Rendering materials on displays becomes ubiquitous in industrial design, architecture, and visualization. Yet the experience of the material from other modes of perception is missing in that representation. This forces observers to rely on visual cues only while judging material properties. In the present study, we compare judgments of rough and glossy surfaces by interacting and passive observers. We investigate whether observers actively exploring rendered stimuli judge properties differently than observers passively watching renderings. Resulting interobserver agreement is significantly higher for interacting observers.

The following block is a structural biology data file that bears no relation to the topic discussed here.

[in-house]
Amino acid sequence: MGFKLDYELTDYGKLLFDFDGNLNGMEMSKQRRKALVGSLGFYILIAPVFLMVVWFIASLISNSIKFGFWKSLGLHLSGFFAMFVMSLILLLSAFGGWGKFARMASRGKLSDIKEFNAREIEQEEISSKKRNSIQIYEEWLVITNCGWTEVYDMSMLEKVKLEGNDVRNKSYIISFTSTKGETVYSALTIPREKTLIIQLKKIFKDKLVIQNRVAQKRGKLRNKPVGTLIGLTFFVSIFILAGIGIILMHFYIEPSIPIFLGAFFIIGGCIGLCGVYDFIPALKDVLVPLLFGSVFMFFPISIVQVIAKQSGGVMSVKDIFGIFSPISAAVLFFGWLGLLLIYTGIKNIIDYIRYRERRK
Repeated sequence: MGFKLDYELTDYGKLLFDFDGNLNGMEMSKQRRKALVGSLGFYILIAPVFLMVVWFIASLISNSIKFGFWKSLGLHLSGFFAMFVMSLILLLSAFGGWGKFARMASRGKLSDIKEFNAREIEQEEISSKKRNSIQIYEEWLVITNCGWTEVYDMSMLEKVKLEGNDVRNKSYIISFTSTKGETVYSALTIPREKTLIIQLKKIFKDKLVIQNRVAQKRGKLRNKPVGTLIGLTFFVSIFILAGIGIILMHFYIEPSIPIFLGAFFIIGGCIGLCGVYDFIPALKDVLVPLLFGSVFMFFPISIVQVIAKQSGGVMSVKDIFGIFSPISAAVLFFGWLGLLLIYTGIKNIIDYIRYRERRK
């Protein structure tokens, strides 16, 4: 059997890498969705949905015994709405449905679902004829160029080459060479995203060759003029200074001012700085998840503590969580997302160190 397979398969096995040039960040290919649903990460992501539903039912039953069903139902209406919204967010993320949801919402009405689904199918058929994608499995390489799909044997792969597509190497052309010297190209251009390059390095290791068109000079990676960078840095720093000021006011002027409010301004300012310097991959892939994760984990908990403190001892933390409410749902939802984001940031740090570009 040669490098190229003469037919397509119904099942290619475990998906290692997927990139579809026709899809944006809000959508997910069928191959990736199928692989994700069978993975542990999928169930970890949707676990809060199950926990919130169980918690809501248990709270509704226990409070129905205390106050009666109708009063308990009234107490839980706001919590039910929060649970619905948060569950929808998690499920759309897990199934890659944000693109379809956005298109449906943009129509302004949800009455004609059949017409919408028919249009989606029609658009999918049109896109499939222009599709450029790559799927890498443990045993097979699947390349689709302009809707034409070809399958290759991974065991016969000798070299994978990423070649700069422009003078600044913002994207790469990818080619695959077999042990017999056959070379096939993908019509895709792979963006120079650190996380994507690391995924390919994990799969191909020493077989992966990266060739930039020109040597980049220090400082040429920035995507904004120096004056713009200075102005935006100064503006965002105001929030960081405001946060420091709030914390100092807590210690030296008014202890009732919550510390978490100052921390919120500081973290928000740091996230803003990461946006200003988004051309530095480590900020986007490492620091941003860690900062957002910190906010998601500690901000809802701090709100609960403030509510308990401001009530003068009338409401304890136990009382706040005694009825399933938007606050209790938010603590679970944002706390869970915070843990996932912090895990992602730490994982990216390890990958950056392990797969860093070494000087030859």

Keywords: gloss; hand-eye coordination; materials perception.